Broadband’s a hit

TV and the Web are hooking up like a couple of co-eds at a campus party and broadband technology is playing the starring role as a bottle of Jägermeister. Meanwhile, with-it marketers who are getting in on the action with creative designed for broadband find it can help them score with those they court.

TV and the Web are hooking up like a couple of co-eds at a campus party and broadband technology is playing the starring role as a bottle of Jägermeister. Meanwhile, with-it marketers who are getting in on the action with creative designed for broadband find it can help them score with those they court.

Web sites are rapidly becoming broadcast stations offering menus of TV news and entertainment video clips online. CHUM plans to offer a more robust online experience for its audiences wherever it can, according to Maria Hale, VP content and business development for CHUM Radio and TV. One such initiative involves MuchMusic, whereby episodes of VJ Search, a CHUM-produced show, will be broadcast online, with some video that didn’t get on air because of time constraints.

‘We’re trying to be as innovative as we can in a landscape that is under-regulated as well as where content holders are very protective of their rights,’ she says.

And in the States, a day after Apple announced its new Video iPod last month, networks started announcing content deals. MTV Networks bought iFilms, a broadband programming distribution company, and ABC put five of its top television series, including Desperate Housewives and Lost, on the iPod menu at a cost of US$1.99 per episode.

It’s not just TV networks getting into the act. Mark Shedletsky, director of marketing at Dose, says the daily mag’s Web site is built for today’s broadband audience. In addition to all the news, photo galleries, and contests on the site, geared to 18-to-34s, a lot of the content is music-related, including a section where over 180 independent bands have provided music, videos and images. Shedletsky says marketers placing full-motion video advertising are getting click-through rates ranging up to 8%, double the industry average of 2% to 4%.

We talked to a couple of the top media shops in Canada to find out how many of their clients are actually using broadband – and just how innovative they’re being.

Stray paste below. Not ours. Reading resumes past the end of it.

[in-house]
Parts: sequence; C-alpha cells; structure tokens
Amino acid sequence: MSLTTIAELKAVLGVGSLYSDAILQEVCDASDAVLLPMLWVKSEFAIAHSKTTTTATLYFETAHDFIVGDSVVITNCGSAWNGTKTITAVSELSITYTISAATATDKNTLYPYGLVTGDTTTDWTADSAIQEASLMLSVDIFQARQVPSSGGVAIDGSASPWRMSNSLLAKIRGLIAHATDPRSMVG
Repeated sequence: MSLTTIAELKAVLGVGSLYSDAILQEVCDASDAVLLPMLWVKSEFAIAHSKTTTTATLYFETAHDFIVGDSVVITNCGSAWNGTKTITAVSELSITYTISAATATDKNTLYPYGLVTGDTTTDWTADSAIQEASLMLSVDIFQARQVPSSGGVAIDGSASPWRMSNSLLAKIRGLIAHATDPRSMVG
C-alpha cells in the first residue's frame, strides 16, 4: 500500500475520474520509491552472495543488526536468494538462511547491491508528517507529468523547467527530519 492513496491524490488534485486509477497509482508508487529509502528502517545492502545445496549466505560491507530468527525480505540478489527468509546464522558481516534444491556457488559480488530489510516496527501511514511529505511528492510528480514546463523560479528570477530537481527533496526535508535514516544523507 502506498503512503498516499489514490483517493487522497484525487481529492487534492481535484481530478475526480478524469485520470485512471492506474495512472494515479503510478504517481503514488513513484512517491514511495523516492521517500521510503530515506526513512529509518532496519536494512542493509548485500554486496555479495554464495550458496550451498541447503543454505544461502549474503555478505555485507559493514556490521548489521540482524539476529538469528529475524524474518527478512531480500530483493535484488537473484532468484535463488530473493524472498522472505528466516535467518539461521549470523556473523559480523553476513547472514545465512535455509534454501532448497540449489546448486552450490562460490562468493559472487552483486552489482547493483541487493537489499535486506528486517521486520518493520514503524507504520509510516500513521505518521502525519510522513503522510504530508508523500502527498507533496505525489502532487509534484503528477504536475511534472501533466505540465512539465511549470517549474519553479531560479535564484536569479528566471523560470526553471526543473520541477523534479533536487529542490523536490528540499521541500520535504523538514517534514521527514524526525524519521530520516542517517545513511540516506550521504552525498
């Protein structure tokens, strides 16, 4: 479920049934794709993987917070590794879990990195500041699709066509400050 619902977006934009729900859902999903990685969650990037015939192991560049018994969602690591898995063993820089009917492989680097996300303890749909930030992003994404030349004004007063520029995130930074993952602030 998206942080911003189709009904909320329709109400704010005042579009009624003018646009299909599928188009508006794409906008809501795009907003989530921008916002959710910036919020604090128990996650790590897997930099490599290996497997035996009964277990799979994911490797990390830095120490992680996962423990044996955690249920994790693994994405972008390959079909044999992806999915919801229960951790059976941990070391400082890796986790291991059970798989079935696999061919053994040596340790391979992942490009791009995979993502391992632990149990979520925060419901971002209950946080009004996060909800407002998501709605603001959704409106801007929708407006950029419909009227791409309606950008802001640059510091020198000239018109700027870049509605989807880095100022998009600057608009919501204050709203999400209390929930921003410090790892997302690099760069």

Cossette, of Montreal, has leveraged broadband with a number of clients, with campaigns that range from simple video creative to more complex efforts, such as a multi-media campaign for General Motors.

Last month GM launched a Quebec-only campaign, with a contest targeting 18- to 34-year-olds. E-mail ads (about a million were sent out) were used to drive potential customers to a Web site ( to view four short films, each focusing on a different Chevrolet vehicle. The campaign, created by Cossette Communication divisions Ricochet Branded Content, Blitz (DM), Fjord (interactive), and Optimum (PR), will have a 13-week run.

Cam Bedford, VP/GM of Toronto-based Fjord Interactive, says most of the broadband work targets youth.

For instance, for Coca-Cola brands Sprite and Barq’s, Fjord has reached youth through music, gaming, sports, entertainment, and

e-mail sites, such as and search engines. For Sprite, Miles Thirst (the little black afro’ed doll that stars in Sprite’s advertising), makes appearances in a humorous video rant themed around each site’s content. Bedford says interaction with the ad units has reached as high as 10%.

Meanwhile, this summer Barq’s debuted two retro Pac Man-style games in which animated characters mirror the actors in the brand’s TV advertising. The games – Can Catch and Muu Muu Mash – feature Barqy the dog and have a ‘send to a friend’ function to support viral pass-along.

Michael DiGiovanni, online manager at ZenithOptimedia in Toronto, says aside from extending the life of TV creative or running

made-for-the-Web spots, advertisers can also sponsor the rich content that media suppliers are now offering on their Web sites.